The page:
When tabulated using all three measures, the world debt picture changes significantly. The United States is 7th in Debt to GDP with a ratio of 103%, but it jumps to 4th place (406%) in terms of Debt to Revenue, and then 2nd place (979%) in terms of Debt to Central Government Revenue. In other words, when it comes to the actual capacity to pay down this debt, the United States is the second most indebted country in the world. Even if the federal government theoretically used all tax revenue to pay down debt, it would take 10 years (not including any interest).

Of course, the United States also has the world’s reserve currency for now, which gives it more flexibility with its debt and monetary policy. This is less true for a country like Greece, where the currency cannot be devalued at all so long as the country is a part of the EU.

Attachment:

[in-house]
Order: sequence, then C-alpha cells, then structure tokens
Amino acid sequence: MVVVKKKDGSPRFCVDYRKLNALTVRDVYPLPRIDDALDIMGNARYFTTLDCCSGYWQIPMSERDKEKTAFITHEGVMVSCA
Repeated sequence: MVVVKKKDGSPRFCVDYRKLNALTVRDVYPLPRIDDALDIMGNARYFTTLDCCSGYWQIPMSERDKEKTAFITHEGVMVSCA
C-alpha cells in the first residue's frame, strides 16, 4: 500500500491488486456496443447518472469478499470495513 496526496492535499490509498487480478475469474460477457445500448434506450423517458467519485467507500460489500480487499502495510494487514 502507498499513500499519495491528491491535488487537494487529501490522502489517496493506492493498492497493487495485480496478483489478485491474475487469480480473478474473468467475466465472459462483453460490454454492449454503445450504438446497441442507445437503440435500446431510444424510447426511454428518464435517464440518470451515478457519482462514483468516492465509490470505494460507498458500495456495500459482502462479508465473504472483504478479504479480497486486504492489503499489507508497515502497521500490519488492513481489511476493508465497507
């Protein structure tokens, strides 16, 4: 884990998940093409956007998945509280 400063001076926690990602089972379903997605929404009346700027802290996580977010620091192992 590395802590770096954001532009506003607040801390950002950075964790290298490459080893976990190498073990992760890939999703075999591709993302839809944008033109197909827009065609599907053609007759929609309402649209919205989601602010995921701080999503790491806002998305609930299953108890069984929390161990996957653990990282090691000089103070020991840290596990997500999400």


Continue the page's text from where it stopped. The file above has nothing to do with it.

How do other major countries do when comparing the regular measure to the new one using revenue? Canada jumps five spots to 5th place with 695%, and Germany jumps nine spots to 6th place. The UK drops five spots down to 16th overall with 351%. Australia rises two spots from 30th to 28th.

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This Simple Chart Reveals the Distribution Of Global Wealth

Global wealth at the end of 2020 was about $418 trillion. Here’s a breakdown of the global wealth distribution among the adult population.



The Global Wealth Distribution in One Chart

The pandemic resulted in global wealth taking a significant dip in the first part of 2020. By the end of March, global household wealth had already declined by around 4.4%.

Interestingly, after much monetary and fiscal stimulus from governments around the world, global household wealth was more than able to recover, finishing up the year at $418.3 trillion, a 7.4% gain from the previous year.

Using data from Credit Suisse, this graphic looks at how global wealth is distributed among the adult population.

How is Global Wealth Distributed?

While individuals worth more than $1 million constitute just 1.1% of the world’s population, they hold 45.8% of global wealth.